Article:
Antifreeze (Ethylene Glycol) Toxicity in Pets
Antifreeze or Ethylene Glycol (EG) used in car engines is highly toxic to dogs and cats. Ingestion is considered a medical emergency. Unfortunately, animals like the taste of antifreeze and will readily taste or drink it. Pets often discover antifreeze in the garage or parking area when it leaks from a car. It is made to stay in liquid form in freezing weather, increasing exposure to pets even if temperatures are low.
What causes antifreeze poisoning in pets?
Antifreeze or ethylene glycol toxicity happens when animals drink and swallow it. This is followed by signs of depression, vomiting, unsteady or wobbly “drunk” appearance, and leads to acute kidney injury. Once swallowed, EG is rapidly absorbed into the bloodstream, causing a series of chemical reactions that produce kidney-damaging crystals.
Occasionally, people purposely make antifreeze available to pets with malicious intent.
Symptoms of Antifreeze Poisoning
1. Within 1-2 hours of drinking EG, the pet appears “drunk,” being unsteady or wobbly on their feet, falling, with nausea and vomiting.
2. Within a few hours, these signs improve, and owners notice their pet is getting better. The dog or cat then becomes quiet and depressed, with increased drinking and urination.
3. Within 24-72 hours after ingesting EG, the pet gets weaker, more depressed, has difficulty walking, not eating, difficulty breathing, and decreased or no urination. Body temperature drops and they may be painful in their stomach area.
4. In severe cases, pets begin to have seizures, body tremors or uncontrollable shaking, and rapid abnormal eye movements that occur within the first few hours after ingestion. Unfortunately, this is irreversible and fatal.
Diagnosis of Antifreeze Toxicity in Pets
If an owner sees their pet drinking EG or observes their pet near a puddle of fluorescent green liquid left by a car (in a garage or driveway for example) emergency veterinary care and treatment should begin immediately to prevent kidney injury often before test results come back positive.
Pets showing the signs listed above make EG toxicity very likely. Ethylene glycol toxicity is confirmed when pets test positive for EG through blood tests as well as other diagnostics which check kidney function, hydration status, and other markers.
Treatment Options for Pets with Antifreeze Poisoning
Ethylene glycol toxicity is a medical emergency because of how quickly it damages the kidneys, often irreversibly.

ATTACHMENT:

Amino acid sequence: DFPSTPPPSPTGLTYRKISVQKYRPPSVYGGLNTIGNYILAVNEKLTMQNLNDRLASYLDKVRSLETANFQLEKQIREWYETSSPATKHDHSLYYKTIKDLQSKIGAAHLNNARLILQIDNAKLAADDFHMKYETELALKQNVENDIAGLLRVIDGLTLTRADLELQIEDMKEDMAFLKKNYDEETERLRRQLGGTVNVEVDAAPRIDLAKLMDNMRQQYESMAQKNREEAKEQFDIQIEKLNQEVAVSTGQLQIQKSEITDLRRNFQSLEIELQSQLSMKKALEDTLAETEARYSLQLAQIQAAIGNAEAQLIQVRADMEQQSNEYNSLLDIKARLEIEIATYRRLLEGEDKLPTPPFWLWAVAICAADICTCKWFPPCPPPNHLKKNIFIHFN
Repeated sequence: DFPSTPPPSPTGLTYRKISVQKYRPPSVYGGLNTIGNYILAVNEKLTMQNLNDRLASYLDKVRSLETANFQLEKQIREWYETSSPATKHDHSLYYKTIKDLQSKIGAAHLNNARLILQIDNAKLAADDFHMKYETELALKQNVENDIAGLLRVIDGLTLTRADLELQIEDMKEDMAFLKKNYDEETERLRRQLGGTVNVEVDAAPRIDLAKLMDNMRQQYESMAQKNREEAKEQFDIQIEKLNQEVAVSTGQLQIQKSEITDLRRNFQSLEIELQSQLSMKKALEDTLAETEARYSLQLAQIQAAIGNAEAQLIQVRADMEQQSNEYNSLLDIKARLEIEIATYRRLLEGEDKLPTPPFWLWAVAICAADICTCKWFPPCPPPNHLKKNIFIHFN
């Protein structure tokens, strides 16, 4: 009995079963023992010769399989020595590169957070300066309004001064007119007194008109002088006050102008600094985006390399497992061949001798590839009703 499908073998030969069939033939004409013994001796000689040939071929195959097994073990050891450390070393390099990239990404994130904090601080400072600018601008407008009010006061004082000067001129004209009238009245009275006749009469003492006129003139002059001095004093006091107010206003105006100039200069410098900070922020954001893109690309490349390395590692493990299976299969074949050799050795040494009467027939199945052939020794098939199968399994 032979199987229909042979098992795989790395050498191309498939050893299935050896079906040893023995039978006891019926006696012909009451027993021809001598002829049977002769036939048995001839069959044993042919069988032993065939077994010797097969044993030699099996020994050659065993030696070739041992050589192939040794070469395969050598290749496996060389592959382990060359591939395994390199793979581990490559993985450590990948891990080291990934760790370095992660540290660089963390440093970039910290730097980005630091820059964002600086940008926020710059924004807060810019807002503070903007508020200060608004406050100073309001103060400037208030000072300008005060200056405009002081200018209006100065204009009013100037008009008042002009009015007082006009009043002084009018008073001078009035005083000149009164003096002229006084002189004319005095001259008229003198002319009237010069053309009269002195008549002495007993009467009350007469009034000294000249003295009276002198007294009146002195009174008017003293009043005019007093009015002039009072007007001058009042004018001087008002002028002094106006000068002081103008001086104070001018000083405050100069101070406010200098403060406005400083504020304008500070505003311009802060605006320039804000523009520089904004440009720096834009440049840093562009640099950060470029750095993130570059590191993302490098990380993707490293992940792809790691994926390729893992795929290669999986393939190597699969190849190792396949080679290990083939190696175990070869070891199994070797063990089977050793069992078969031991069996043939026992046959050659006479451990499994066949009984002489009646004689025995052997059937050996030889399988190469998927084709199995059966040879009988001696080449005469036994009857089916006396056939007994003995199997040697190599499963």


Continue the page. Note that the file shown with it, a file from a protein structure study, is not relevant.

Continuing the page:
Pets are most likely to recover if treatment begins within 8-12 hours after exposure in dogs and less than 2 hours after exposure in cats.
Pets will need to be hospitalized and monitored closely under intensive care with medications to reverse the effects of EG in the body as well as intravenous fluids, monitor urine output, medications for nausea, and pain management.
Pet owners must often decide to euthanize their beloved pet when they show severe signs such as seizures, little to no urine output, and evidence of sudden kidney failure. In these cases, it is the humane and necessary decision to prevent further pain and suffering for their pet.
Are the effects of ethylene glycol toxicity permanent?
Pets may have permanent kidney damage from EG toxicity that cannot be reversed. Know that even with treatment, pets may need continued treatment as their kidneys recover and heal.
When caught early, within 8-12 hours of ingesting EG, dogs that receive appropriate intensive treatment have a fair to good outcome. Outcome is worse if a large amount of EG was ingested or for dogs with severe symptoms such as seizures and decreased or no urine production.
Cats are much more sensitive to EG toxicity, so the window for a good outcome is aggressive treatment within 3 hours of exposure. Only 1 small teaspoon (5 ml) of EG ingestion can be potentially deadly to an adult cat.
Preventing Antifreeze Toxicity in Pets
Pets must be supervised outdoors. Do not allow access to your garage or your neighbor’s garage, especially during freezing weather.
Keep cats strictly indoors.
Less toxic antifreeze products are available but can still cause problems. It’s important to monitor our vehicles for any leaks and clean up any spills regardless of which type of antifreeze product we use.
When to Contact a Veterinarian
If you suspect your pet has ingested antifreeze (ethylene glycol), contact your nearest Pet Emergency Hospital right away.
If your pet is showing any signs or symptoms listed above, acting “drunk”, even if or especially if symptoms improve, contact your nearest Pet Emergency Hospital right away.
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**If you know that your pet ingested antifreeze, take them to an emergency veterinary clinic right away!**